This, plus, in order for an LOR to be at all valid, you have to waive rights to see it. I'm not sure how you could ever waive rights to see an LOR and be its primary author. Seems a pretty bad ethical breach. If your manager isn't willing to pen the letter him/herself, I'd ask someone else.


Waiving your rights to see something doesn't mean that you're not allowed to see it. It just means that you aren't guaranteed to ability to do so. If the writer sends you a copy, you don't have to report yourself to the Bar for an ethics violation if you open it and see it (unless they've changed the language on the waiver form recently). There might be other ethical issues (though I don't think there are), but this ain't one of 'em.

As far as writing your own letter, it happens a lot more than people think. Every year, at least a handful of students with whom I work have a professor or employer who asks them to do this. It's very common with employers, especially outside the legal world, because they don't know what to write and don't have the time to look it up, and they don't want to write something that's wholly irrelevant.

If you feel wonky about writing the letter, providing a general outline of the information to be submitted usually works (so an outline of the skills you'd like him to discuss in each paragraph, along with some info about law school letters of rec in general). If he asks for more than that, you can write a draft of the essay (though be careful that it's not the in the same voice that you use to write your PS).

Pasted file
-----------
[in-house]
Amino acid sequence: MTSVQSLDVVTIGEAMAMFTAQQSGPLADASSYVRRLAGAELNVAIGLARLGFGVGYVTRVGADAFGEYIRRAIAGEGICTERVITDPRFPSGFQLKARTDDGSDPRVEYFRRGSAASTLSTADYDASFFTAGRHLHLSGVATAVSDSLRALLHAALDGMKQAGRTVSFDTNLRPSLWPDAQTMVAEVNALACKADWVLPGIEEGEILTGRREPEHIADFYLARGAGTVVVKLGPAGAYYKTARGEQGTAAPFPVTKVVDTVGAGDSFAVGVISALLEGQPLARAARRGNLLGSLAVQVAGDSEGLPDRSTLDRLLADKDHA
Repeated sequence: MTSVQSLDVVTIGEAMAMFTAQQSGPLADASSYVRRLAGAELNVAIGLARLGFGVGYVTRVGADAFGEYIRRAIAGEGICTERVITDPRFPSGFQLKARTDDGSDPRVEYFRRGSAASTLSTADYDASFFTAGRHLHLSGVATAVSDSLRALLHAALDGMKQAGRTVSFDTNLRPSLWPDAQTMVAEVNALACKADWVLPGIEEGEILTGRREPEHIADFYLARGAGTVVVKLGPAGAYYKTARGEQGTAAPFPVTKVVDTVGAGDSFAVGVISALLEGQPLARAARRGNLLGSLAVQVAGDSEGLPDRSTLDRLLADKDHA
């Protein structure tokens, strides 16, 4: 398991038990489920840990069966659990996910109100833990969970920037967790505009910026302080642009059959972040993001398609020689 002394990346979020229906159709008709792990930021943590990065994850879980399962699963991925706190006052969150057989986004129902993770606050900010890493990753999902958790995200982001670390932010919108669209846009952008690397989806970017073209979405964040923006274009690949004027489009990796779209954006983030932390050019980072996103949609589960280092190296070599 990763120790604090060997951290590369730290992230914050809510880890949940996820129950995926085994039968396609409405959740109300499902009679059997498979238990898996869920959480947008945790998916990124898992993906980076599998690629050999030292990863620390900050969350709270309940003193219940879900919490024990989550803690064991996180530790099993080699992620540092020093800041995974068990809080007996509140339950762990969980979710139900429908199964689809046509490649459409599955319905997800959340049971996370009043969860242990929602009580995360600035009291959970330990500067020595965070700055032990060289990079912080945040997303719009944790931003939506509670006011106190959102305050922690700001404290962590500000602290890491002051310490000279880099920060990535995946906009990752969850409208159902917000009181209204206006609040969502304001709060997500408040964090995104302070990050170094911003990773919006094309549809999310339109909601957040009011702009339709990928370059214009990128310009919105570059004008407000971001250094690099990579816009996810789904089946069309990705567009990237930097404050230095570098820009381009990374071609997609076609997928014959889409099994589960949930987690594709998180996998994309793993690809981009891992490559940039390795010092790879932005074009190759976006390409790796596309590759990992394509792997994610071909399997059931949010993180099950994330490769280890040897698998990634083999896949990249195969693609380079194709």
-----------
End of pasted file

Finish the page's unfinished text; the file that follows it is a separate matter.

You might be right about the technicalities of "Waiving rights", in which case I apologize, but it's still a shit deal IMO. Not only is this self-inscribing concept gross to me, the quality will almost always be lower than what the professor/employer could produce themselves, so long as you chose your writers wisely. Rarely will the individual him/herself be of significance, so what they say about your work is most crucial. I could not write about myself and come up with better verbiage than my professors could. I did not read their letters, but I know their content was more specific, more genuine, and more complimentary than I could have written about myself, and gave an honest portrayal from someone in a supervisory position of my competency, hard work, intellectualism and professionalism.